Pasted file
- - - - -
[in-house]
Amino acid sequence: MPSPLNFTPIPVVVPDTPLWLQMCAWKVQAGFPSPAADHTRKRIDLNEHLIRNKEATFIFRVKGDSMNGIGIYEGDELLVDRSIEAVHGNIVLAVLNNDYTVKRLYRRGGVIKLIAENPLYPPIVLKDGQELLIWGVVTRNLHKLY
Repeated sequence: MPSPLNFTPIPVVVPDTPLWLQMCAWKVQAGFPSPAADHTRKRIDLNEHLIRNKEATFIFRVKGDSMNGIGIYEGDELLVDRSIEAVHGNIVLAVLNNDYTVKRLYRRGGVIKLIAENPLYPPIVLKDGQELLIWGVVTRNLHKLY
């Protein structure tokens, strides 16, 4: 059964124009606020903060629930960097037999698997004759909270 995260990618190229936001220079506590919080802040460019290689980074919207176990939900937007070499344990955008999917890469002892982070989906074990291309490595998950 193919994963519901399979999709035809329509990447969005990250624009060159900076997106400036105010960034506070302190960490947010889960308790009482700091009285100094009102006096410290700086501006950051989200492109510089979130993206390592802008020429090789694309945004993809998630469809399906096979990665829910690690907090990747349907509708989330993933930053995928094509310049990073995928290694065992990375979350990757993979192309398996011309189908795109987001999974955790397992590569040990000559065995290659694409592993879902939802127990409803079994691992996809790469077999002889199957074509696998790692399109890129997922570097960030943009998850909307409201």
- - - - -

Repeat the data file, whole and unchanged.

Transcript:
[in-house]
Amino acid sequence: MPSPLNFTPIPVVVPDTPLWLQMCAWKVQAGFPSPAADHTRKRIDLNEHLIRNKEATFIFRVKGDSMNGIGIYEGDELLVDRSIEAVHGNIVLAVLNNDYTVKRLYRRGGVIKLIAENPLYPPIVLKDGQELLIWGVVTRNLHKLY
Repeated sequence: MPSPLNFTPIPVVVPDTPLWLQMCAWKVQAGFPSPAADHTRKRIDLNEHLIRNKEATFIFRVKGDSMNGIGIYEGDELLVDRSIEAVHGNIVLAVLNNDYTVKRLYRRGGVIKLIAENPLYPPIVLKDGQELLIWGVVTRNLHKLY
């Protein structure tokens, strides 16, 4: 059964124009606020903060629930960097037999698997004759909270 995260990618190229936001220079506590919080802040460019290689980074919207176990939900937007070499344990955008999917890469002892982070989906074990291309490595998950 193919994963519901399979999709035809329509990447969005990250624009060159900076997106400036105010960034506070302190960490947010889960308790009482700091009285100094009102006096410290700086501006950051989200492109510089979130993206390592802008020429090789694309945004993809998630469809399906096979990665829910690690907090990747349907509708989330993933930053995928094509310049990073995928290694065992990375979350990757993979192309398996011309189908795109987001999974955790397992590569040990000559065995290659694409592993879902939802127990409803079994691992996809790469077999002889199957074509696998790692399109890129997922570097960030943009998850909307409201």